Accenture’s online survey of 4,100 business executive women and men born between 1946 and 1994 from medium to large organizations across 33 countries sought to answer the updated version of Sigmund Freud’s question: “What do women want?”
Conducted in November 2012, the survey’s margin of error is +/-2 percent, with at least 100 respondents from each country, except Denmark, Finland, Norway and Sweden where the combined number totaled 200.
It provides some answers: Women’s – and men’s top priorities in defining career success are:
- Work-life balance
This finding contradicts Frederick Herzberg’s theory that people are less motivated by “hygiene factors” like work-life balance and money than “motivation factors” like recognition and autonomy.
In contrast to Yahoo’s much-publicized ban on working remotely, 80 percent of male and female respondents reported that having flexibility in their work schedule is extremely or very important to work-life balance and more than three-quarters (78 percent) agree technology enables them to be more flexible with their schedules.
This is an important value statement in light of landmark findings that lack of flexibility and control in work environments has been associated with poorer health indicators and status than roles with greater flexibility
Hannah Kuper and Michael Marmot of University College London analyzed health outcomes of British civil service workers in the Whitehall I and II studies and found employees with least control over their work lives, typically associated with lower employment grade and lower social class, consistently had the poorest well-being and the highest mortality rates.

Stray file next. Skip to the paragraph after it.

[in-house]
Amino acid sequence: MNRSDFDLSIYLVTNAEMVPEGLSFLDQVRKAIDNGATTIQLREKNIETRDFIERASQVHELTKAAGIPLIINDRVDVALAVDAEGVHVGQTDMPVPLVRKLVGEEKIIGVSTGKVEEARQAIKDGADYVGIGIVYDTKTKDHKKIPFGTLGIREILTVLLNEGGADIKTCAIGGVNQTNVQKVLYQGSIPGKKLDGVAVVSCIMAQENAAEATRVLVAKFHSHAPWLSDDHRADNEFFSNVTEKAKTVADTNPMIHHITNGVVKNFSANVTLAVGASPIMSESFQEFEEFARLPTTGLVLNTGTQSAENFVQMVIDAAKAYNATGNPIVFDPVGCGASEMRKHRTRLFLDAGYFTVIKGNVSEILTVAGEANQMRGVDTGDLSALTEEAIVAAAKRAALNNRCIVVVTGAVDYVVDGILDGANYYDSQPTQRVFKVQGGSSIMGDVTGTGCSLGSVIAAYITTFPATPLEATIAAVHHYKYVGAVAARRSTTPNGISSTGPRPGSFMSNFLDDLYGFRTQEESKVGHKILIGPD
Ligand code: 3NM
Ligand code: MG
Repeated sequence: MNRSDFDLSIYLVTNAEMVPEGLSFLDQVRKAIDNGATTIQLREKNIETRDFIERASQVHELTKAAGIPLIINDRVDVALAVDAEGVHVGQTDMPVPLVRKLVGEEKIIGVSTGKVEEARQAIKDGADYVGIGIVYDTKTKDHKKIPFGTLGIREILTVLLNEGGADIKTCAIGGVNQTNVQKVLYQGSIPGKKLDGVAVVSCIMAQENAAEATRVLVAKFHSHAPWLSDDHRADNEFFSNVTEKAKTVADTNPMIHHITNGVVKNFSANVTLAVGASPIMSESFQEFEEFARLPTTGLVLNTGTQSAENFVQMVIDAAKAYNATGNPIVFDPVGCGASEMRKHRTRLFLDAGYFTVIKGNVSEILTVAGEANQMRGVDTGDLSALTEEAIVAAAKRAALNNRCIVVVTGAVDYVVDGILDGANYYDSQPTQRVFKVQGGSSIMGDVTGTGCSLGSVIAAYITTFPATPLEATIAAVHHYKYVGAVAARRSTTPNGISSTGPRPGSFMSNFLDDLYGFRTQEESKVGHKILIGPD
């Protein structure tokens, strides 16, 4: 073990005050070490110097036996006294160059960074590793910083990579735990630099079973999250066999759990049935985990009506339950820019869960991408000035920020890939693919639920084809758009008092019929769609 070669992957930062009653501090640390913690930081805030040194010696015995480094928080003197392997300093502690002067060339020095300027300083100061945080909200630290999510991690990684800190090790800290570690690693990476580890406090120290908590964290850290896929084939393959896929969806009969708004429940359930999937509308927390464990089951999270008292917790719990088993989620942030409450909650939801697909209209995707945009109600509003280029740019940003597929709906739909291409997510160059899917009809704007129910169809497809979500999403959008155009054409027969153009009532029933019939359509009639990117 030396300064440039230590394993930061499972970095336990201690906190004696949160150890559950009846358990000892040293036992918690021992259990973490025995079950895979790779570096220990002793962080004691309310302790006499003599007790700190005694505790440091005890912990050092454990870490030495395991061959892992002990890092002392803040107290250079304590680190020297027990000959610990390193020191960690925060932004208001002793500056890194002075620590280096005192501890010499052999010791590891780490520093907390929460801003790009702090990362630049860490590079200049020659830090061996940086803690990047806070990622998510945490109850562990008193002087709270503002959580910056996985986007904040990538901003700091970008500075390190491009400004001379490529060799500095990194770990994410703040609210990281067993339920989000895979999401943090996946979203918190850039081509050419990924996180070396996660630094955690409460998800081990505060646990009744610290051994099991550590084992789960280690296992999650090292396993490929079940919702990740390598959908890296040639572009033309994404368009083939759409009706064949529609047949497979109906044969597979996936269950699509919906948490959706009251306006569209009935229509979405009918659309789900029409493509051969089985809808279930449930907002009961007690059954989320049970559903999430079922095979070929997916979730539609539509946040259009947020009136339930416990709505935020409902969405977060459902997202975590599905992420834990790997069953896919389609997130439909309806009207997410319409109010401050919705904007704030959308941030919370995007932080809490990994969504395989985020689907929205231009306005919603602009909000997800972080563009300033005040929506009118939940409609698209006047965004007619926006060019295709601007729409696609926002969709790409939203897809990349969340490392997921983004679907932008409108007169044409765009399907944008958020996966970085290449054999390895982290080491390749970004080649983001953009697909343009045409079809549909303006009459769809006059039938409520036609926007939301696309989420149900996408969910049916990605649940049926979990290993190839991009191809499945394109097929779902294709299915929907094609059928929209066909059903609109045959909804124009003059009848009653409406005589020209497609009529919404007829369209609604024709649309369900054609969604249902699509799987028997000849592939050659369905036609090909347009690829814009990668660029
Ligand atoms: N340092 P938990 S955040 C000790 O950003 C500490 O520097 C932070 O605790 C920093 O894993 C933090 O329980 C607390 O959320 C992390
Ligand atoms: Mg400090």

Marmot with other researchers who analyzed Whitehall study data, including Geoffrey Rose, surmise that not having discretion over how a task is accomplished, underutilizing skills, lack of clarity and predictability in job role can lead to job stress and physical indicators like abnormal heart rate and blood pressure, increased blood cortisol.
More than half of all respondents said they declined a job due to concerns about its impact on work-life balance, also reported by Erin Kelly and Phyllis Moen of University of Minnesota, suggesting that Yahoo’s policy could lead to significant attrition over time.
To realize monetary goals, the majority of respondents – 49 percent of women and 57 percent of men – had asked for or negotiated a pay raise, and four out of five respondents who negotiated a pay raise received one.
These rates represent a substantial increase over the year before in which 44 percent of women and 48 percent of men reported asking for a pay increase.
Notably, the percentage of men requesting more money increased considerably more than the percentage of women in that year period.
This result is more encouraging than Linda Babcock’s finding that women tend not to ask for raises, and tend not to receive them when they do ask.
Even Sheryl Sandberg wasn’t inclined to negotiate for her salary when offered the role as COO of Facebook until she forcefully urged by her husband and brother-in-law, she revealed on 60 Minutes while promoting Lean In.
The Accenture study may demonstrate a changing trend for the better: Almost half of all respondents reported that they had asked for a promotion, suggesting greater willingness to advocate for themselves to achieve the second priority, monetary reward.
-*How well do Accenture’s findings reflect your career priorities?
- Working From Home: Calculating Cost, Time, Environmental Savings
- Will the ROWE Revolution Reach Yahoo? Results-Only Work Environments, Productivity, and Employee Engagement
- Negotiation Style Differences: Women Don’t Ask for Raises or Promotions as Often as Men
- “Everything is Negotiable”: Prepare, Ask, Revise, Ask Again
- Women Balance on the Negotiation Tightrope to Avoid Backlash
Blog: – Kathryn Welds | Curated Research and Commentary
LinkedIn Open Group Psychology in Human Resources (Organisational Psychology)